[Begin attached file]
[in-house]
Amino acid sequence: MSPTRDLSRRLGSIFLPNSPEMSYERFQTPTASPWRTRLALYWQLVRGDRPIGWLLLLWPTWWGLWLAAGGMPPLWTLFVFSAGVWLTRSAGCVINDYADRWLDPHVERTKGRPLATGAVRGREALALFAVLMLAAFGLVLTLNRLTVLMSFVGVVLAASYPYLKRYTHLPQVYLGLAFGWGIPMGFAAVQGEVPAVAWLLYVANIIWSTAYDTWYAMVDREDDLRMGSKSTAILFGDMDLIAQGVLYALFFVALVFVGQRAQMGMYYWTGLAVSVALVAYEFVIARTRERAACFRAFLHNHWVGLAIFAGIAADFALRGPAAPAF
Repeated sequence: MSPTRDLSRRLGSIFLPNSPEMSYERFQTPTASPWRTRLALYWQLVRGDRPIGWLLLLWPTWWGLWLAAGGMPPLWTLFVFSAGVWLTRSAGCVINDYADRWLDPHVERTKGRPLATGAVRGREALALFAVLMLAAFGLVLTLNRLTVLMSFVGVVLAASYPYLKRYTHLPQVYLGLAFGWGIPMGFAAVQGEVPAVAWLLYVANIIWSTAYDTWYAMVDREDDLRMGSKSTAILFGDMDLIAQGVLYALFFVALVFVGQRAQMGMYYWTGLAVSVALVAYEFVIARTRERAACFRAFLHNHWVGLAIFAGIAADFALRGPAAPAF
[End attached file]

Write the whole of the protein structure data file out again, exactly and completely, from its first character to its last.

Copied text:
[in-house]
Amino acid sequence: MSPTRDLSRRLGSIFLPNSPEMSYERFQTPTASPWRTRLALYWQLVRGDRPIGWLLLLWPTWWGLWLAAGGMPPLWTLFVFSAGVWLTRSAGCVINDYADRWLDPHVERTKGRPLATGAVRGREALALFAVLMLAAFGLVLTLNRLTVLMSFVGVVLAASYPYLKRYTHLPQVYLGLAFGWGIPMGFAAVQGEVPAVAWLLYVANIIWSTAYDTWYAMVDREDDLRMGSKSTAILFGDMDLIAQGVLYALFFVALVFVGQRAQMGMYYWTGLAVSVALVAYEFVIARTRERAACFRAFLHNHWVGLAIFAGIAADFALRGPAAPAF
Repeated sequence: MSPTRDLSRRLGSIFLPNSPEMSYERFQTPTASPWRTRLALYWQLVRGDRPIGWLLLLWPTWWGLWLAAGGMPPLWTLFVFSAGVWLTRSAGCVINDYADRWLDPHVERTKGRPLATGAVRGREALALFAVLMLAAFGLVLTLNRLTVLMSFVGVVLAASYPYLKRYTHLPQVYLGLAFGWGIPMGFAAVQGEVPAVAWLLYVANIIWSTAYDTWYAMVDREDDLRMGSKSTAILFGDMDLIAQGVLYALFFVALVFVGQRAQMGMYYWTGLAVSVALVAYEFVIARTRERAACFRAFLHNHWVGLAIFAGIAADFALRGPAAPAF